North Korea launched an intercontinental ballistic missile (ICBM) on Thursday, marking its third test in a week and the first ICBM test in a month. The missile flew approximately 1,000 km (620 miles) with a maximum altitude of 6,000 km (3,730 miles) for about 70 minutes before landing in the waters between the Korean Peninsula and Japan. The launch occurred just hours before South Korean President Yoon Suk Yeol and Japanese Prime Minister Fumio Kishida were scheduled to meet at a Tokyo summit to discuss the North Korean nuclear threat.
The international community is expressing concern over North Korea’s continued testing activities, as the country is already under international sanctions. US National Security Council spokesperson Adrienne Watson condemned the launch, saying, “This needlessly raises tensions and risks destabilizing the security situation in the region.” President Yoon Suk Yeol also warned that “North Korea’s reckless provocations will pay the clear price.”
North Korea has been rapidly increasing its missile capabilities in recent years, which has been a major point of contention in its ongoing negotiations with the United States and its allies. The country has repeatedly defied UN resolutions banning its nuclear and ballistic missile programs, and its recent testing activity has sparked renewed concern among international leaders.
The missile test comes amid ongoing joint military exercises between the US and South Korea. North Korea has long condemned these exercises as provocative and has used them as a pretext for its own military actions. In response to the latest missile test, South Korea’s military said it had “strengthened its surveillance and vigilance against possible additional launches.”
This latest missile test marks a significant escalation in North Korea’s testing activity, as it is the first time the country has tested an ICBM in over a month. ICBMs are capable of traveling long distances and are considered a major threat to national security. North Korea’s ability to develop and deploy ICBMs has been a major concern for the international community, as it could allow the country to strike targets far beyond the Korean Peninsula.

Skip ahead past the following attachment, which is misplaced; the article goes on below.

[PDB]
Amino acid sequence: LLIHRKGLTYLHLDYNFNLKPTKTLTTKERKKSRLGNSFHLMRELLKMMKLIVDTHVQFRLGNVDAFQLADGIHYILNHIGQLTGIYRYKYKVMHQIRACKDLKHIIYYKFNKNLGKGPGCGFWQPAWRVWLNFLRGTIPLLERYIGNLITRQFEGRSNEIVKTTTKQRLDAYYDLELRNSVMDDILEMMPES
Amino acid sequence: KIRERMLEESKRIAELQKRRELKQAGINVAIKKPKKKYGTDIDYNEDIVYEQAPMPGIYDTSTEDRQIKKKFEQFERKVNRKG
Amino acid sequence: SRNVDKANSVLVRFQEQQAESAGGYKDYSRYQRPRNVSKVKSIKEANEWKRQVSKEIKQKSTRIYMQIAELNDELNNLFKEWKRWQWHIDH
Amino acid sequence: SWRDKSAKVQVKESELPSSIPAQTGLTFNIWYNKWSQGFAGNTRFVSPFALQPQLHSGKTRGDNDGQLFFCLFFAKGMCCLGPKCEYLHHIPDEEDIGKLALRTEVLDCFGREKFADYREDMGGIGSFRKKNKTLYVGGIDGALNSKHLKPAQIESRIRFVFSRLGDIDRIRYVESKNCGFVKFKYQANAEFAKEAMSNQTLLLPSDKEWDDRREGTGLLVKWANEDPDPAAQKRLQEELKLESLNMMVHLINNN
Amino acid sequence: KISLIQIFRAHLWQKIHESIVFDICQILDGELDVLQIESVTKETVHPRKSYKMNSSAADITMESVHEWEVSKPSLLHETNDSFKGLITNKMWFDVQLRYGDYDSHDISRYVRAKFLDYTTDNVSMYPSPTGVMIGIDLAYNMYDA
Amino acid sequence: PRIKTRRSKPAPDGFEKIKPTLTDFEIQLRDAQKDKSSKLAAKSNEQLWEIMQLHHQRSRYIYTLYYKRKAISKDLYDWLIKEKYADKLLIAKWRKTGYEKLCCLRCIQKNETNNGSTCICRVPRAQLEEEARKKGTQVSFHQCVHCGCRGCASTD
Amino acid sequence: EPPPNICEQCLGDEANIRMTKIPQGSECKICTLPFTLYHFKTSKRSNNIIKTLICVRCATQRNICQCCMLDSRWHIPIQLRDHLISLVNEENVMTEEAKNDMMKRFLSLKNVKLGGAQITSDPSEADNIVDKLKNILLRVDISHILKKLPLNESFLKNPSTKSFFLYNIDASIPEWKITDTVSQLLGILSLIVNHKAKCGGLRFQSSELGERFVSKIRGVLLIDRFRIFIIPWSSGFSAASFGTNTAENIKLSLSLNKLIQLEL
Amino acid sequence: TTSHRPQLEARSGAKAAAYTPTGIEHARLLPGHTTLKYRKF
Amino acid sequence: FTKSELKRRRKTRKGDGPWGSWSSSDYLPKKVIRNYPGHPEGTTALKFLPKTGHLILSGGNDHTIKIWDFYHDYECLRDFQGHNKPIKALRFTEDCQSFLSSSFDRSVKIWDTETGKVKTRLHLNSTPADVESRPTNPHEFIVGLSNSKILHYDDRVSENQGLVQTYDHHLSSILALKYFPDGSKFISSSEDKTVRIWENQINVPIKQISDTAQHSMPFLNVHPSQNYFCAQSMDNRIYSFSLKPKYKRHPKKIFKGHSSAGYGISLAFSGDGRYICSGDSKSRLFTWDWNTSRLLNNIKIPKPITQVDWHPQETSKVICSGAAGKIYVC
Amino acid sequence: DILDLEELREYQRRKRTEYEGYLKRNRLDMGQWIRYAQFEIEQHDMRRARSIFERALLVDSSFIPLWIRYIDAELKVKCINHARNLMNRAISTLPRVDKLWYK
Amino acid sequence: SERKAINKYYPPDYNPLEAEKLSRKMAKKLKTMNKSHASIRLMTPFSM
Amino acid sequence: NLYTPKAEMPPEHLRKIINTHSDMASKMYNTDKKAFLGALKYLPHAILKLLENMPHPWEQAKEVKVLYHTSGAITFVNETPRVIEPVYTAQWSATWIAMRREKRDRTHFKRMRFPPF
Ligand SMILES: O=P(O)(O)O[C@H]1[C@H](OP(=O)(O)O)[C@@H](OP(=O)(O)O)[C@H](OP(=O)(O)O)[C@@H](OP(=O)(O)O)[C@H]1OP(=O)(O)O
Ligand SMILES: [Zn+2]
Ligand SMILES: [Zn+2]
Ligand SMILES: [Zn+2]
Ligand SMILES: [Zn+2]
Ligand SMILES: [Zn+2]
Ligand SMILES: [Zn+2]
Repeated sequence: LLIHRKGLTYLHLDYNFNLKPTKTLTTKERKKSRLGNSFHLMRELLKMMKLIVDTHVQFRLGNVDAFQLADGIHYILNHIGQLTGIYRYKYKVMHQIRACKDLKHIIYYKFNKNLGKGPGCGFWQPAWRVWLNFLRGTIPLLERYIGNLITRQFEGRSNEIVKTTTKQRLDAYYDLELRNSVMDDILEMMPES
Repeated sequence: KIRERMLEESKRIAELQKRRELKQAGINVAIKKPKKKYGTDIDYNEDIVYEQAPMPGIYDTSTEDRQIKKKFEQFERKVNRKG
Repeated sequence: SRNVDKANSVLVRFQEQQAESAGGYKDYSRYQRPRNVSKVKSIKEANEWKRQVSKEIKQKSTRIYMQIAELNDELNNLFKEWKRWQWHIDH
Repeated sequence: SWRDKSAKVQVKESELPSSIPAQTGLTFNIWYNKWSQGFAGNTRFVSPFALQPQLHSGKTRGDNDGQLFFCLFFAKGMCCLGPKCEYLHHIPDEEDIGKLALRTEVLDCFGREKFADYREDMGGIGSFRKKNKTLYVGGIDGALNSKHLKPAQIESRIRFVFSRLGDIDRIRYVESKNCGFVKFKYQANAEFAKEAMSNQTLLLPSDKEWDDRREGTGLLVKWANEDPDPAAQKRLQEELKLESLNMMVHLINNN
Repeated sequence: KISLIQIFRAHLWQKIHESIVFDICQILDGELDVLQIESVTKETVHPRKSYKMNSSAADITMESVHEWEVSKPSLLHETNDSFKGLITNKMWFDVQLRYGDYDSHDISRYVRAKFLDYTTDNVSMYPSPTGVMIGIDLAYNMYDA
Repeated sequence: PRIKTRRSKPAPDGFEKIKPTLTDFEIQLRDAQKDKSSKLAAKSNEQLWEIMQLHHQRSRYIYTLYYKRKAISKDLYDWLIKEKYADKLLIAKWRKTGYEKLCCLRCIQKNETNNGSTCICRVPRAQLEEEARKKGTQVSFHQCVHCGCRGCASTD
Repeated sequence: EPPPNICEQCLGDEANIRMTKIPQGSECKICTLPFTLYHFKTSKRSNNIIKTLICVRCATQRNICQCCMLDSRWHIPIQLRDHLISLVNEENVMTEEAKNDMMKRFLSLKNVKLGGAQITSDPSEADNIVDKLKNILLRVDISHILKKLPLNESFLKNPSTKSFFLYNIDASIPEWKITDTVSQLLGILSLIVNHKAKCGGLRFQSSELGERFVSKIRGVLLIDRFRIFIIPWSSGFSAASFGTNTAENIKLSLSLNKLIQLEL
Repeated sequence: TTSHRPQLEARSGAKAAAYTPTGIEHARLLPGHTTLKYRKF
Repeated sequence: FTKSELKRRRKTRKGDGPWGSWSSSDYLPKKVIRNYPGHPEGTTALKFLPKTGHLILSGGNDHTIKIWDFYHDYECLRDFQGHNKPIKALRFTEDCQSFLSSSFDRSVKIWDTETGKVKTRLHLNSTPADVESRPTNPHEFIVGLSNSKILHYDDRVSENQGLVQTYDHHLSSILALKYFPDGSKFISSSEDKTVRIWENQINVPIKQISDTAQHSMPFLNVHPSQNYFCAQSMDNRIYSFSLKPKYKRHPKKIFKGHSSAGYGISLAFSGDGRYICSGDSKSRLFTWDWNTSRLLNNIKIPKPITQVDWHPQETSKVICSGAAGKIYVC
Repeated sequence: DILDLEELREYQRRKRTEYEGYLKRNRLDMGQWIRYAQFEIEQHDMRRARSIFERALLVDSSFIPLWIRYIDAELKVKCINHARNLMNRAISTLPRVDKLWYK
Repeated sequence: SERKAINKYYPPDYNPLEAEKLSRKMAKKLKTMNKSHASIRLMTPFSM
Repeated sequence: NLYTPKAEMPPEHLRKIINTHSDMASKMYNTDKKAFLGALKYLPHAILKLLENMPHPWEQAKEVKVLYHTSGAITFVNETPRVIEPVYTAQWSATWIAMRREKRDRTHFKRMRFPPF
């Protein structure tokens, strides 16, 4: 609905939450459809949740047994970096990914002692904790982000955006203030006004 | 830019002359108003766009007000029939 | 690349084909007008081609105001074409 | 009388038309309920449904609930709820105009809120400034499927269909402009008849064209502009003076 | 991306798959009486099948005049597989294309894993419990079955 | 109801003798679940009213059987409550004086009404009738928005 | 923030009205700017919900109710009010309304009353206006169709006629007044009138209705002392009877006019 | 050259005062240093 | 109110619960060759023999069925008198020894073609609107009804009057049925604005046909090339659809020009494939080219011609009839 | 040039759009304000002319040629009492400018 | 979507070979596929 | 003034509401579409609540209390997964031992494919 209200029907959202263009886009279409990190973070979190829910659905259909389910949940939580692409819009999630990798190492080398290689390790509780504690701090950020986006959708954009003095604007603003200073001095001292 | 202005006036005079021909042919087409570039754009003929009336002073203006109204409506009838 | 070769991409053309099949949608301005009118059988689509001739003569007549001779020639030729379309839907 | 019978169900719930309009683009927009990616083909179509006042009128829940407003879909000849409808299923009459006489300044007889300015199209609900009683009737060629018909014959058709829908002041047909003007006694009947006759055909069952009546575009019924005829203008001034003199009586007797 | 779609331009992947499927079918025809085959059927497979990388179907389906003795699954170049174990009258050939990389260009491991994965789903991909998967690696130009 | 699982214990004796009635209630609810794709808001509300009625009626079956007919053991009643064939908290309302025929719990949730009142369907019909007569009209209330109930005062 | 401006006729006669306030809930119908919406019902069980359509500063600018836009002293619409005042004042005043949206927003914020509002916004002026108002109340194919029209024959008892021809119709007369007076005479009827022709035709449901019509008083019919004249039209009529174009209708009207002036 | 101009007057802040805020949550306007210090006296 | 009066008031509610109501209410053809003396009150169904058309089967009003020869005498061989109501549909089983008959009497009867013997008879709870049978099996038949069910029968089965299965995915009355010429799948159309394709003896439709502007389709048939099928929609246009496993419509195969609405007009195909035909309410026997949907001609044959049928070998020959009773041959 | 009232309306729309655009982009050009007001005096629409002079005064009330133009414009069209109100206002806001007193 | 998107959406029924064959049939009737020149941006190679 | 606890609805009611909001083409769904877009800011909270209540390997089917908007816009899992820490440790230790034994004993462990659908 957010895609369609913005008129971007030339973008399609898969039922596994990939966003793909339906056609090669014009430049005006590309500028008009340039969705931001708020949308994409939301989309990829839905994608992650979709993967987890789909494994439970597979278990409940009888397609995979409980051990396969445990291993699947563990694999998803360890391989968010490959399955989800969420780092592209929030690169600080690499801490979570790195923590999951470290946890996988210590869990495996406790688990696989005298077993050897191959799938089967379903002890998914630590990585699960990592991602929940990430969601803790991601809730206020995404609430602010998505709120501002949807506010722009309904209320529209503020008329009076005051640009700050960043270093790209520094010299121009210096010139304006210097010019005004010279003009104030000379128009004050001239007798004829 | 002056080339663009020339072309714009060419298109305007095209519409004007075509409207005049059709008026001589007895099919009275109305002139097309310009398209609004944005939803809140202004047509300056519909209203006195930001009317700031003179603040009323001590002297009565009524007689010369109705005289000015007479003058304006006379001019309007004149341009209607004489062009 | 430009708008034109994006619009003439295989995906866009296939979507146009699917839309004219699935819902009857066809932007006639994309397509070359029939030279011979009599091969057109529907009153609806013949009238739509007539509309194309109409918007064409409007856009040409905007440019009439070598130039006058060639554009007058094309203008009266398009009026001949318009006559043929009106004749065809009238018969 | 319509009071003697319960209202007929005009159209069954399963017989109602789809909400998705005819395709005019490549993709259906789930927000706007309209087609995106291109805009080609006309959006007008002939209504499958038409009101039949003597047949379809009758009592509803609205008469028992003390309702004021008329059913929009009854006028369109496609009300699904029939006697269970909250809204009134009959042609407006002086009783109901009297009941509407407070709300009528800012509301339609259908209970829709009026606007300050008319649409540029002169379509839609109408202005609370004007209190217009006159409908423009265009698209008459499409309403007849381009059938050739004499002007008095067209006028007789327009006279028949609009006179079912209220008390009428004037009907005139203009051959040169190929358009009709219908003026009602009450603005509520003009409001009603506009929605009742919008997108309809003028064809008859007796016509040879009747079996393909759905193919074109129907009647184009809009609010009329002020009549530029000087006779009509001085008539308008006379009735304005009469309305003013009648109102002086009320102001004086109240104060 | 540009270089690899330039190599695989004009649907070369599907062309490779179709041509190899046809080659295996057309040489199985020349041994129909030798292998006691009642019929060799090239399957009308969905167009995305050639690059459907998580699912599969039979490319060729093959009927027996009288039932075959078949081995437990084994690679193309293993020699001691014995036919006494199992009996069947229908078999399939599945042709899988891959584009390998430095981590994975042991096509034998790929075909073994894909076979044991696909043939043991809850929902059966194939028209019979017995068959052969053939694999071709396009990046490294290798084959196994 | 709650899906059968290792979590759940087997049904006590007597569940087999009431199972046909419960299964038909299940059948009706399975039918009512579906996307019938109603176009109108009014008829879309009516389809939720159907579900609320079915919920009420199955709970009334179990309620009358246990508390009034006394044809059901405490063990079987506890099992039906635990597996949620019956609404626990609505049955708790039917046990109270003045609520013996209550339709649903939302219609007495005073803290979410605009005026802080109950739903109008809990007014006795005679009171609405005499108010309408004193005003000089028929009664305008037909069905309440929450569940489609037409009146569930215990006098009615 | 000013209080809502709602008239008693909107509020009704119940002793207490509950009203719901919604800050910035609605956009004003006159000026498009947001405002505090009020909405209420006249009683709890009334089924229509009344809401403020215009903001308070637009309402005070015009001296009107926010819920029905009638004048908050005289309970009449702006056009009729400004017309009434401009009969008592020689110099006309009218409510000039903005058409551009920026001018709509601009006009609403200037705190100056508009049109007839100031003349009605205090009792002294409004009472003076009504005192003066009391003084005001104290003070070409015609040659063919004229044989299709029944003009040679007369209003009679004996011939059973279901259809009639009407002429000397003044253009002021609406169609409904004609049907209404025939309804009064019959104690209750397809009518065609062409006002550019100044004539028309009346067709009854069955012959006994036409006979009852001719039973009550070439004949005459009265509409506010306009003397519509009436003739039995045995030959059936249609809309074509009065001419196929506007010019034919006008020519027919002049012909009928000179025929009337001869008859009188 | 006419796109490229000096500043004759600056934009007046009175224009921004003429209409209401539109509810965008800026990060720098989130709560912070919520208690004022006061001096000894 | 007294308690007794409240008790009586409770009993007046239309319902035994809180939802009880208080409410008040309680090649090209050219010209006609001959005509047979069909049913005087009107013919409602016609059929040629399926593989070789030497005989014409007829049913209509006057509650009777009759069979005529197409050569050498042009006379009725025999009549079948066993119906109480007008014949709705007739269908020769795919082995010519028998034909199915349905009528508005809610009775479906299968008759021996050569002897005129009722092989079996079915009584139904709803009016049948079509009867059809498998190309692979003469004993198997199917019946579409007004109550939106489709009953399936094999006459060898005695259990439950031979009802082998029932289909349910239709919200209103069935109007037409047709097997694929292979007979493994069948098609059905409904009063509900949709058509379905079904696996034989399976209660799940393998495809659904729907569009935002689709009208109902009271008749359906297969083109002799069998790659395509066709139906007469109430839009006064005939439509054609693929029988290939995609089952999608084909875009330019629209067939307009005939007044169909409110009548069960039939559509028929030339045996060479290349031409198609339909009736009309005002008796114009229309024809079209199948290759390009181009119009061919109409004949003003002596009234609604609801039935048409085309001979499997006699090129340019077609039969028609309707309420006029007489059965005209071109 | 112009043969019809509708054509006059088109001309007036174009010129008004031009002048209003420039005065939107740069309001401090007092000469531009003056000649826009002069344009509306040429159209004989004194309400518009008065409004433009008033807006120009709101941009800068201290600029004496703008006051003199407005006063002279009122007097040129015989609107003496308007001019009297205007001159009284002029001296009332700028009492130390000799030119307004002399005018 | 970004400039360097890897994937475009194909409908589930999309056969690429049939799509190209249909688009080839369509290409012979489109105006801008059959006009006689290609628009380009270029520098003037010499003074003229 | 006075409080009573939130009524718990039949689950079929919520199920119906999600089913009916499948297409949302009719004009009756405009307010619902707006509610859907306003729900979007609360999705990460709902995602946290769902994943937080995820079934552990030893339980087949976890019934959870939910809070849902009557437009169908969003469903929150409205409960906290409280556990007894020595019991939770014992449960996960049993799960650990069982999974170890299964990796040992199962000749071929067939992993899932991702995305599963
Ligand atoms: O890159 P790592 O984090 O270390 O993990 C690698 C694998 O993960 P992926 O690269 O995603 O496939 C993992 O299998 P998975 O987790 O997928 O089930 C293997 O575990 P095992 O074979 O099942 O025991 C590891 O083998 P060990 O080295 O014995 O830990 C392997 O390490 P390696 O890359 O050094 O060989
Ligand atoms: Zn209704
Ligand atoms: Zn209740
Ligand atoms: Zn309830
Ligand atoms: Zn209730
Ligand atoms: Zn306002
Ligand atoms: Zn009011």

The missile test also comes as the Biden administration is conducting a review of its North Korea policy. The administration has expressed its willingness to engage in dialogue with North Korea, but it has also made clear that it will not lift sanctions until North Korea takes meaningful steps toward denuclearization.
In a recent interview, US Secretary of State Antony Blinken said that the administration is “looking at every aspect of our policy toward North Korea,” including the possibility of additional sanctions. Blinken also reiterated the US commitment to the denuclearization of the Korean Peninsula and said that the administration is “consulting closely with our allies and partners.”
The missile test is likely to complicate the Biden administration’s efforts to engage with North Korea. The administration has signaled its willingness to engage in dialogue with the country, but North Korea has shown little interest in returning to the negotiating table. The recent missile tests could be seen as a signal that North Korea is not interested in engaging in diplomacy at this time.
Despite the challenges, some experts believe that there may still be opportunities for dialogue between the US and North Korea. In a recent op-ed for the New York Times, former State Department official Daniel R. Russel argued that the Biden administration should “reach out to North Korea with a bold and flexible offer that puts denuclearization on the table, but also offers incentives and a path to a better future for the North Korean people.” Russel also called on the administration to engage with North Korea’s neighbors,